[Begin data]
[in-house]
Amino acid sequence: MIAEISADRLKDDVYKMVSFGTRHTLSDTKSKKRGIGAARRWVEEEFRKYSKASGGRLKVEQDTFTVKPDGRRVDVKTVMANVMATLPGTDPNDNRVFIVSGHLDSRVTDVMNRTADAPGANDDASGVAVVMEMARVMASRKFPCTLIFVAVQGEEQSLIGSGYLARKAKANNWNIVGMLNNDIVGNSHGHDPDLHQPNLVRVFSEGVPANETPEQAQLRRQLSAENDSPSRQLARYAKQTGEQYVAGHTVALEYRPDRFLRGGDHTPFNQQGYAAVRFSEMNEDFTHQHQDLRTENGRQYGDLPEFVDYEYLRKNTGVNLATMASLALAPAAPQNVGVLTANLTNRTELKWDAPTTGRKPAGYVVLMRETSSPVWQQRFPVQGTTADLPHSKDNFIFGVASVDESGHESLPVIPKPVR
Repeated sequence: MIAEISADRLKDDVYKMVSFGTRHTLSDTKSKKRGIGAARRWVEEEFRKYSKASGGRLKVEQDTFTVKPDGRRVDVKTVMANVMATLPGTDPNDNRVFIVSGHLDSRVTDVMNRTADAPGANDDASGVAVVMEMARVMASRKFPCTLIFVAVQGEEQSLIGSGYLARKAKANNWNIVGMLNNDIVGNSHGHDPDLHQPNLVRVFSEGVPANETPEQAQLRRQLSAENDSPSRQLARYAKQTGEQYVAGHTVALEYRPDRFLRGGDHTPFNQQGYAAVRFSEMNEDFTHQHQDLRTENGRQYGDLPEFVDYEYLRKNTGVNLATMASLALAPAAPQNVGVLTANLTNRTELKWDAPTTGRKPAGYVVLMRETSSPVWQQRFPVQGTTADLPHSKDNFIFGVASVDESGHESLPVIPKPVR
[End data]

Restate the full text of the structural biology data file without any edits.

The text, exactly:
[in-house]
Amino acid sequence: MIAEISADRLKDDVYKMVSFGTRHTLSDTKSKKRGIGAARRWVEEEFRKYSKASGGRLKVEQDTFTVKPDGRRVDVKTVMANVMATLPGTDPNDNRVFIVSGHLDSRVTDVMNRTADAPGANDDASGVAVVMEMARVMASRKFPCTLIFVAVQGEEQSLIGSGYLARKAKANNWNIVGMLNNDIVGNSHGHDPDLHQPNLVRVFSEGVPANETPEQAQLRRQLSAENDSPSRQLARYAKQTGEQYVAGHTVALEYRPDRFLRGGDHTPFNQQGYAAVRFSEMNEDFTHQHQDLRTENGRQYGDLPEFVDYEYLRKNTGVNLATMASLALAPAAPQNVGVLTANLTNRTELKWDAPTTGRKPAGYVVLMRETSSPVWQQRFPVQGTTADLPHSKDNFIFGVASVDESGHESLPVIPKPVR
Repeated sequence: MIAEISADRLKDDVYKMVSFGTRHTLSDTKSKKRGIGAARRWVEEEFRKYSKASGGRLKVEQDTFTVKPDGRRVDVKTVMANVMATLPGTDPNDNRVFIVSGHLDSRVTDVMNRTADAPGANDDASGVAVVMEMARVMASRKFPCTLIFVAVQGEEQSLIGSGYLARKAKANNWNIVGMLNNDIVGNSHGHDPDLHQPNLVRVFSEGVPANETPEQAQLRRQLSAENDSPSRQLARYAKQTGEQYVAGHTVALEYRPDRFLRGGDHTPFNQQGYAAVRFSEMNEDFTHQHQDLRTENGRQYGDLPEFVDYEYLRKNTGVNLATMASLALAPAAPQNVGVLTANLTNRTELKWDAPTTGRKPAGYVVLMRETSSPVWQQRFPVQGTTADLPHSKDNFIFGVASVDESGHESLPVIPKPVR